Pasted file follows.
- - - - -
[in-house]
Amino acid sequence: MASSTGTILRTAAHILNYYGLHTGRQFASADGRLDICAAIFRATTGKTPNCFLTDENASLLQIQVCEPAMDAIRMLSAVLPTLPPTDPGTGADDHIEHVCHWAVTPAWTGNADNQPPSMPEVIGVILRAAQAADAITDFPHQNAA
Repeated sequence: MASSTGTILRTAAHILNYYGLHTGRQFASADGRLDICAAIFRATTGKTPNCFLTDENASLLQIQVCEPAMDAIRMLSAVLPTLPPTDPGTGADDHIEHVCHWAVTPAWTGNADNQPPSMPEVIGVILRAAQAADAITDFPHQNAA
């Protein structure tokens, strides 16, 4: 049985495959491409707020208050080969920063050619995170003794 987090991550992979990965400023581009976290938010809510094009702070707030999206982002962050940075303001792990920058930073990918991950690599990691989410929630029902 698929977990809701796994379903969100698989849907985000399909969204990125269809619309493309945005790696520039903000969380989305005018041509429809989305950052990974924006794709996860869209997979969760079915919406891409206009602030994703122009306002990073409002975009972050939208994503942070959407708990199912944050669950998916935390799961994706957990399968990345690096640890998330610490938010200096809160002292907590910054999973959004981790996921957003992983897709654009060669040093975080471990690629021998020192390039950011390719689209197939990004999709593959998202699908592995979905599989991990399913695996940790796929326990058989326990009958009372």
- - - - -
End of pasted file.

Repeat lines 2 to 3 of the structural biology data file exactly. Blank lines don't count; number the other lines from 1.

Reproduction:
Amino acid sequence: MASSTGTILRTAAHILNYYGLHTGRQFASADGRLDICAAIFRATTGKTPNCFLTDENASLLQIQVCEPAMDAIRMLSAVLPTLPPTDPGTGADDHIEHVCHWAVTPAWTGNADNQPPSMPEVIGVILRAAQAADAITDFPHQNAA
Repeated sequence: MASSTGTILRTAAHILNYYGLHTGRQFASADGRLDICAAIFRATTGKTPNCFLTDENASLLQIQVCEPAMDAIRMLSAVLPTLPPTDPGTGADDHIEHVCHWAVTPAWTGNADNQPPSMPEVIGVILRAAQAADAITDFPHQNAA